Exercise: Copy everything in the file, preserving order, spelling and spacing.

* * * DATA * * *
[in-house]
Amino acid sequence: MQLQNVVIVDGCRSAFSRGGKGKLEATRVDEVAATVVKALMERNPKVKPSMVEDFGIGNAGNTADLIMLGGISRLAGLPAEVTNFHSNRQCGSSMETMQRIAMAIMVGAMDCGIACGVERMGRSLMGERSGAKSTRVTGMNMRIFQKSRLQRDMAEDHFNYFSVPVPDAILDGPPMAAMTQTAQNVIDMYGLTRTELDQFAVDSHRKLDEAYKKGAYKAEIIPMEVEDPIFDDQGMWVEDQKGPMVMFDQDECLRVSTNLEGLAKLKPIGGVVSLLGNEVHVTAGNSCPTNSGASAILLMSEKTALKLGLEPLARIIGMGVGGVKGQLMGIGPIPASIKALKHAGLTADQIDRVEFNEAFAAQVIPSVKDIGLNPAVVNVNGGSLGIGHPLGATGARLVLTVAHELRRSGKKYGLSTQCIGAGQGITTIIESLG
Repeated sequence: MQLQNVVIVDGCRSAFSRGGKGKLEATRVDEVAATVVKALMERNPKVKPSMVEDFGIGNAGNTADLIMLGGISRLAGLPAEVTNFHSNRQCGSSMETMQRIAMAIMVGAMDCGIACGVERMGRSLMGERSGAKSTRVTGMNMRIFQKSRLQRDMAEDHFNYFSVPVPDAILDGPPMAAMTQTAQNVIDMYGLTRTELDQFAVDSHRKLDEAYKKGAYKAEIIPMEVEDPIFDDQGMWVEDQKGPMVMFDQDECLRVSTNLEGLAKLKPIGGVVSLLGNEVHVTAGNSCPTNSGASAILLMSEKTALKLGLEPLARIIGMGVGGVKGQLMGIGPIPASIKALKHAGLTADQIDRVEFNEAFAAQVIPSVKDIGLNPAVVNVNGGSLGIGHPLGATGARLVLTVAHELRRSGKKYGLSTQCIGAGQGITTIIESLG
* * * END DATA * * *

[in-house]
Amino acid sequence: MQLQNVVIVDGCRSAFSRGGKGKLEATRVDEVAATVVKALMERNPKVKPSMVEDFGIGNAGNTADLIMLGGISRLAGLPAEVTNFHSNRQCGSSMETMQRIAMAIMVGAMDCGIACGVERMGRSLMGERSGAKSTRVTGMNMRIFQKSRLQRDMAEDHFNYFSVPVPDAILDGPPMAAMTQTAQNVIDMYGLTRTELDQFAVDSHRKLDEAYKKGAYKAEIIPMEVEDPIFDDQGMWVEDQKGPMVMFDQDECLRVSTNLEGLAKLKPIGGVVSLLGNEVHVTAGNSCPTNSGASAILLMSEKTALKLGLEPLARIIGMGVGGVKGQLMGIGPIPASIKALKHAGLTADQIDRVEFNEAFAAQVIPSVKDIGLNPAVVNVNGGSLGIGHPLGATGARLVLTVAHELRRSGKKYGLSTQCIGAGQGITTIIESLG
Repeated sequence: MQLQNVVIVDGCRSAFSRGGKGKLEATRVDEVAATVVKALMERNPKVKPSMVEDFGIGNAGNTADLIMLGGISRLAGLPAEVTNFHSNRQCGSSMETMQRIAMAIMVGAMDCGIACGVERMGRSLMGERSGAKSTRVTGMNMRIFQKSRLQRDMAEDHFNYFSVPVPDAILDGPPMAAMTQTAQNVIDMYGLTRTELDQFAVDSHRKLDEAYKKGAYKAEIIPMEVEDPIFDDQGMWVEDQKGPMVMFDQDECLRVSTNLEGLAKLKPIGGVVSLLGNEVHVTAGNSCPTNSGASAILLMSEKTALKLGLEPLARIIGMGVGGVKGQLMGIGPIPASIKALKHAGLTADQIDRVEFNEAFAAQVIPSVKDIGLNPAVVNVNGGSLGIGHPLGATGARLVLTVAHELRRSGKKYGLSTQCIGAGQGITTIIESLG